|Publication number||US4700808 A|
|Application number||US 06/886,361|
|Publication date||Oct 20, 1987|
|Filing date||Jul 17, 1986|
|Priority date||Jul 17, 1986|
|Publication number||06886361, 886361, US 4700808 A, US 4700808A, US-A-4700808, US4700808 A, US4700808A|
|Inventors||Walter D. Haentjens|
|Original Assignee||Haentjens Walter D|
|Export Citation||BiBTeX, EndNote, RefMan|
|Patent Citations (6), Referenced by (41), Classifications (14), Legal Events (7)|
|External Links: USPTO, USPTO Assignment, Espacenet|
1. Field of the Invention
The present device relates generally to a rotating shaft bearing system and, more particularly, to a lubrication circulating device for such bearings.
2. Description of the Prior Art
Lubrication of bearings frequently presents a problem when loads or speeds become too great for grease lubrication. Oil lubrication has been provided for such high stress conditions. However, to accomplish the necessary oil circulation, particularly on spaced vertical shaft bearings, it has generally been necessary to provide an external circulating pump for the oil. The external circulating pump is inconvenient, bulky and can prove expensive. Furthermore, if the external pump should fail during operation of the bearings, the results would be disastrous.
The present invention overcomes the problems inherent in external lubrication pumps by providing a self-contained lubricant recirculating system that is driven by the rotating shaft on which the bearings are mounted. The greater the shaft speed, the more lubricant is supplied to the bearings. Also, so long as the shaft rotates, lubricant is pumped to the bearings, avoiding the possibility of an external pump failing independently. Moreover, the present invention can be used to cool the lubricant as it is circulated, resulting in cooler running bearings and more efficient lubricating action for the lubricant.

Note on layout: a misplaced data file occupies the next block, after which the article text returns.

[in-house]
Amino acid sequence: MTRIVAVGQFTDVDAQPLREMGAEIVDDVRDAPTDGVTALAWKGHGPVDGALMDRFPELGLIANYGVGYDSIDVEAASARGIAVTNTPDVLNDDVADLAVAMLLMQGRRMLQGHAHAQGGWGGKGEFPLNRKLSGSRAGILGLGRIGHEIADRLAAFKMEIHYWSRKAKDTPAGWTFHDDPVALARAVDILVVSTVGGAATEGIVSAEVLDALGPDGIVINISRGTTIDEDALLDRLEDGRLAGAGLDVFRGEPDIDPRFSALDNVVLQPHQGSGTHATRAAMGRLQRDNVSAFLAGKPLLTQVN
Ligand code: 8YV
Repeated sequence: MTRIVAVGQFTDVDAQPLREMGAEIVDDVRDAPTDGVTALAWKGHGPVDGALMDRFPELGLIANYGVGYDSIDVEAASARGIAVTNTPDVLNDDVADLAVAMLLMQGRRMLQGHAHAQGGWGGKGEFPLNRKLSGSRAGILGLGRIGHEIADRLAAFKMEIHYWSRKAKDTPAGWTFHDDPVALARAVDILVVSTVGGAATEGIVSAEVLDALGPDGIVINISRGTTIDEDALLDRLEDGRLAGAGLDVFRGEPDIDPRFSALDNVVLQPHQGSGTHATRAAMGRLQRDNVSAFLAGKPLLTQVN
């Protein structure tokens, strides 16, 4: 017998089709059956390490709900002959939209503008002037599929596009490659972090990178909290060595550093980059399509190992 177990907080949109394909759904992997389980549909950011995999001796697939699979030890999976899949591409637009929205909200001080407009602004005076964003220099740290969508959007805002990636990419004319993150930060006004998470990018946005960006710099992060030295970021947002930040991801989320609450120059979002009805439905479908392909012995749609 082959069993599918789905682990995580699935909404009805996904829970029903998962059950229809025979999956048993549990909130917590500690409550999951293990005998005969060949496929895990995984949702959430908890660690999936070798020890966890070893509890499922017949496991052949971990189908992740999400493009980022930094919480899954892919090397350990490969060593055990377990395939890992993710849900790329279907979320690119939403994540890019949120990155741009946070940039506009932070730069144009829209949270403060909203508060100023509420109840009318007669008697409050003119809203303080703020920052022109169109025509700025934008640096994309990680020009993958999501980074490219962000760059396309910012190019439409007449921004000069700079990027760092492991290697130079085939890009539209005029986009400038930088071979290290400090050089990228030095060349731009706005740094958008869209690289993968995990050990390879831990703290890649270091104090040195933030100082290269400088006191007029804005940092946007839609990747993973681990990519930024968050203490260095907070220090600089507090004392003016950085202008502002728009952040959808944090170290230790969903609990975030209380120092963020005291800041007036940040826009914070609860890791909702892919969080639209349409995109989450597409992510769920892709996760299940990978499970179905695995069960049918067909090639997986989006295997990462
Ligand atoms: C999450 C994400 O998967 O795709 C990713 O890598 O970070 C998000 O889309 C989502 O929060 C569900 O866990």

A lubricating apparatus according to the principles of the present invention includes an impeller, or slinger, mountd to rotate with a rotating shaft, such as a vertical pump shaft. An oil reservoir is provided below the impeller and a dip ring extends from the impeller into a pool of oil within the oil reservoir. The dip ring is shaped so that, as the dip ring and impeller rotate with the shaft, oil is drawn from the reservoir by the dip ring and is thereafter forced by the impeller to circulate to the shaft support bearings. After circulation to the bearings, the oil returns to the impeller and/or reservoir and is again circulated to the bearings.
The circulation path of the oil can be provided with a heat sink or other heat exchanger to cool the circulating oil and, thereby, remove heat from the bearings.
Thus, the present invention provides positive lubrication to shaft supporting bearings in a vertical self-contained unit. The instant device is simple to attach to an existing rotatable shaft, is easily integrated into a bearing system, and utilizes the inherent rotation of the shaft to recirculate lubricant to the bearings.
FIG. 1 is a side elevational view of a vertical shaft pump and bearing housing, partially in cross-section, including a bearing lubricating device according to the principles of the present invention;
FIG. 2 is a vertical cross-section of the bearing housing portion of the device shown in FIG. 1;
FIG. 3 is a cross-section along lines III--III of the bearing housing shown in FIG. 2 showing an impeller of the present invention;
FIG. 4 is a cross-section along lines IV--IV of FIG. 2 showing an oil flow passageway; and
FIG. 5 is a fragmentary vertical cross-section of another embodiment of the present invention, including a heat exchanger.
In FIG. 1 is shown generally a pump 10 connected to one end of a vertical shaft 12, the other end of which is mounted to a motor 14. Surrounding the shaft 12 is a casing 16, including a bearing housing 18. More specifically, the illustrated pump 10 is a centrifugal pump mounted on a vertical cantilevered shaft 12. The shaft 12 is supported by a plurality of bearings 20 mounted within the bearing housing 18. A lubrication recirculating device 22 as taught by the present invention is provided within the bearing housing 18 to maintain a lubricant flow over the bearings 20 during operation of the pump 10.